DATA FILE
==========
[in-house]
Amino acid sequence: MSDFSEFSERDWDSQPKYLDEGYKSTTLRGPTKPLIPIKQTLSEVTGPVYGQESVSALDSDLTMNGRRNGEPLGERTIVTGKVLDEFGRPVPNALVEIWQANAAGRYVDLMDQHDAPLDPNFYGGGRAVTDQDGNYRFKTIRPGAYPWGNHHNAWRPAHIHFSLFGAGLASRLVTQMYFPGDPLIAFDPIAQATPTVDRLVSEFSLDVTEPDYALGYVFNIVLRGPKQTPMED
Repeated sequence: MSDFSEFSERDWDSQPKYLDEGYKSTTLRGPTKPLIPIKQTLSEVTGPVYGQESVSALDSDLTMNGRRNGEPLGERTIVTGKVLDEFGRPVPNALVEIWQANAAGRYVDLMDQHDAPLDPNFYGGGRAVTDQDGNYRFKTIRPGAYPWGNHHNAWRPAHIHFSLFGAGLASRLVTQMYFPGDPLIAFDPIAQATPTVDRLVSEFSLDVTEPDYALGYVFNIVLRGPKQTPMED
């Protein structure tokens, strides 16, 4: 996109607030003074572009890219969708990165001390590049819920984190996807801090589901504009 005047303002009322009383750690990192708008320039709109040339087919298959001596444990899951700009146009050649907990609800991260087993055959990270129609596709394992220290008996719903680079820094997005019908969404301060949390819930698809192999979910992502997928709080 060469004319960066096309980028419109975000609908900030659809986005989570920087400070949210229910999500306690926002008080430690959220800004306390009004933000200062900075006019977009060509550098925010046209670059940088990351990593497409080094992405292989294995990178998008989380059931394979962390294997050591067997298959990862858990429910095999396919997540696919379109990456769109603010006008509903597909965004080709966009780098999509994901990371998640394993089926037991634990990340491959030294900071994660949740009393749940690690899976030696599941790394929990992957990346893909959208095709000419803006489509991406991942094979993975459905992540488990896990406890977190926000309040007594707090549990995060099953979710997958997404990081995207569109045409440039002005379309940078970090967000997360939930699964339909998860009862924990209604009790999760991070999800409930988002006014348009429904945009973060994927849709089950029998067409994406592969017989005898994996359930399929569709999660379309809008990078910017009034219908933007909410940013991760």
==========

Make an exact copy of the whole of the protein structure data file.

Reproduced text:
[in-house]
Amino acid sequence: MSDFSEFSERDWDSQPKYLDEGYKSTTLRGPTKPLIPIKQTLSEVTGPVYGQESVSALDSDLTMNGRRNGEPLGERTIVTGKVLDEFGRPVPNALVEIWQANAAGRYVDLMDQHDAPLDPNFYGGGRAVTDQDGNYRFKTIRPGAYPWGNHHNAWRPAHIHFSLFGAGLASRLVTQMYFPGDPLIAFDPIAQATPTVDRLVSEFSLDVTEPDYALGYVFNIVLRGPKQTPMED
Repeated sequence: MSDFSEFSERDWDSQPKYLDEGYKSTTLRGPTKPLIPIKQTLSEVTGPVYGQESVSALDSDLTMNGRRNGEPLGERTIVTGKVLDEFGRPVPNALVEIWQANAAGRYVDLMDQHDAPLDPNFYGGGRAVTDQDGNYRFKTIRPGAYPWGNHHNAWRPAHIHFSLFGAGLASRLVTQMYFPGDPLIAFDPIAQATPTVDRLVSEFSLDVTEPDYALGYVFNIVLRGPKQTPMED
């Protein structure tokens, strides 16, 4: 996109607030003074572009890219969708990165001390590049819920984190996807801090589901504009 005047303002009322009383750690990192708008320039709109040339087919298959001596444990899951700009146009050649907990609800991260087993055959990270129609596709394992220290008996719903680079820094997005019908969404301060949390819930698809192999979910992502997928709080 060469004319960066096309980028419109975000609908900030659809986005989570920087400070949210229910999500306690926002008080430690959220800004306390009004933000200062900075006019977009060509550098925010046209670059940088990351990593497409080094992405292989294995990178998008989380059931394979962390294997050591067997298959990862858990429910095999396919997540696919379109990456769109603010006008509903597909965004080709966009780098999509994901990371998640394993089926037991634990990340491959030294900071994660949740009393749940690690899976030696599941790394929990992957990346893909959208095709000419803006489509991406991942094979993975459905992540488990896990406890977190926000309040007594707090549990995060099953979710997958997404990081995207569109045409440039002005379309940078970090967000997360939930699964339909998860009862924990209604009790999760991070999800409930988002006014348009429904945009973060994927849709089950029998067409994406592969017989005898994996359930399929569709999660379309809008990078910017009034219908933007909410940013991760």